Al Qaeda’s Small Victories Add Up
It is all very well to talk about a global war on terrorism. To win it, however, you have to fight it Ã¢€” on every front. We know that by the time of the 9/11 attacks, some 70,000 to 100,000 young men had been through some form of Islamist training camp, and that Al Qaeda had affiliates or some kind of tie to movements in more than 60 countries. In the years that have followed, the United States defeated the Taliban and Al Qaeda in Afghanistan, but failed to capture many of the leaders or secure the country, and has not completed the nation-building that could bring true victory. The dispersal of terrorists has destabilized western Pakistan, and the resulting political struggle has strengthened Islamists in the rest of the country and created a new regional threat.
Yet instead of wrapping up that fight, Washington invaded Iraq. While getting rid of Saddam Hussein was wonderful for the Iraqi people, there is still no evidence that Iraq was ever a center of terrorism or had strong ties to Islamist extremists. As in Afghanistan, we failed to secure the country after our military success and have been far to slow to create a meaningful plan for nation-building. There is daily, violent evidence that the American invasion has bred a mix of Iraqi Islamists and foreign volunteers that is a growing threat.
The International Institute of Strategic Studies in London has estimates that Al Qaeda and its affiliates now have a strength of 18,000 men, many joining the movement as a result of the Afghan and Iraq conflicts. Some American intelligence experts on Iraq feel that the number of insurgents may still be growing faster than Coalition Provision Authority’s military operations can reduce them.
It is simply not true that there is no evidence that Saddam was sponsoring terrorists. Indeed, Iraq was one of five states listed as official state sponsors of terrorism on the initial State Department “Patterns of Global Terrorism” list published in 1979. That was during the Carter Administration. Iraq remained on the list every year from then until our ouster of Saddam. That’s 25 straight years. Two Reagan terms. Bush 41. Two Clinton terms. And another Bush.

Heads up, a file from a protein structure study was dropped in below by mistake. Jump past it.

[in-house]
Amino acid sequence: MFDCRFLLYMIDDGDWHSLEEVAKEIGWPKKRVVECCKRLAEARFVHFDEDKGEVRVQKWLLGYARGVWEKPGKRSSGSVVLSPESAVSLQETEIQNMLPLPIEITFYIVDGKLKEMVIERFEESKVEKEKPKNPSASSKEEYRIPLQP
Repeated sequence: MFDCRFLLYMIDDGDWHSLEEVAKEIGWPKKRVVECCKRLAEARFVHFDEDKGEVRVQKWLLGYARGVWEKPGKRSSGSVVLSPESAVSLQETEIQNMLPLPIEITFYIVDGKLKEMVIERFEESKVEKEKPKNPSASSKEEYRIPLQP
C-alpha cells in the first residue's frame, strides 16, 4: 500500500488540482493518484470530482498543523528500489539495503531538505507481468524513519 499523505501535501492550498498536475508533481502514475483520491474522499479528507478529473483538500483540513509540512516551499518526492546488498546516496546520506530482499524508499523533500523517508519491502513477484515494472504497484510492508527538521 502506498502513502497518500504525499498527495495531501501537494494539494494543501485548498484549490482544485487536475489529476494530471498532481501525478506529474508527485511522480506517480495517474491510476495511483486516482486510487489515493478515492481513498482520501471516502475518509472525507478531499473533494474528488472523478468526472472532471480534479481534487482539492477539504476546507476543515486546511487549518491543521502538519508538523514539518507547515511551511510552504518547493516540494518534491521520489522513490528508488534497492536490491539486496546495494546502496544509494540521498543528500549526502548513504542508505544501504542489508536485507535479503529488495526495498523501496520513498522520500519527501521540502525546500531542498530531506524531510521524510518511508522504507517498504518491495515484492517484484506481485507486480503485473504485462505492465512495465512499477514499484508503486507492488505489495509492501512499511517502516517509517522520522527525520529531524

It’s also unclear to me why it is that more nation-building in Afghanistan “could bring true victory” whereas doing it in Iraq, a far more significant and populous state, is a diversion from the greater war effort.
It may well be that there has been a short-term spike in al Qaeda membership as the West has finally decided to join the war that the Islamists have been waging for a quarter century. The fight is on; it’s not surprising that this has spurred volunteers. The enemy, however, is not fighting us because it’s angry at what we’re doing now but rather waging a counter-crusade–against the Western infidels, the Jews, and the apostate regimes within their own faith. Certainly, we could have done some things better. But let’s not pretend that the Islamists will love us if only we’d play nice.
Update: Score one for our side:
The Saudi government yesterday outlined plans to dismantle all international charity organizations operating in the kingdom and place their holdings under a new commission in what officials said is an effort to stop the flow of funds to terrorist groups.
Frances Townsend, White House deputy national security adviser for terrorism, who has been working closely with the Saudi government to crack down on terrorism funding, told reporters in a conference call yesterday: “The Saudis have been frankly very aggressive about this. They have committed to financial transparency and auditing.”
While this is still a half measure, it’s a good sign that the Saudis finally recognize that they are, indeed, more hated by al Qaeda than the US and can’t survive by appeasing them. If the Saudis are doing this, other Arab regimes can’t be far behind.
Unlike traditional terrorist groups, those motivated by religious extremism do not seriously weigh the political consequences of their actions, since killing their enemies is an end, not a means. As a result, they often seriously miscalculate. Al Qaeda has done so by their recent attacks against Muslim governments. As Stephen Green notes, the Saudis may finally be on our side in this thing.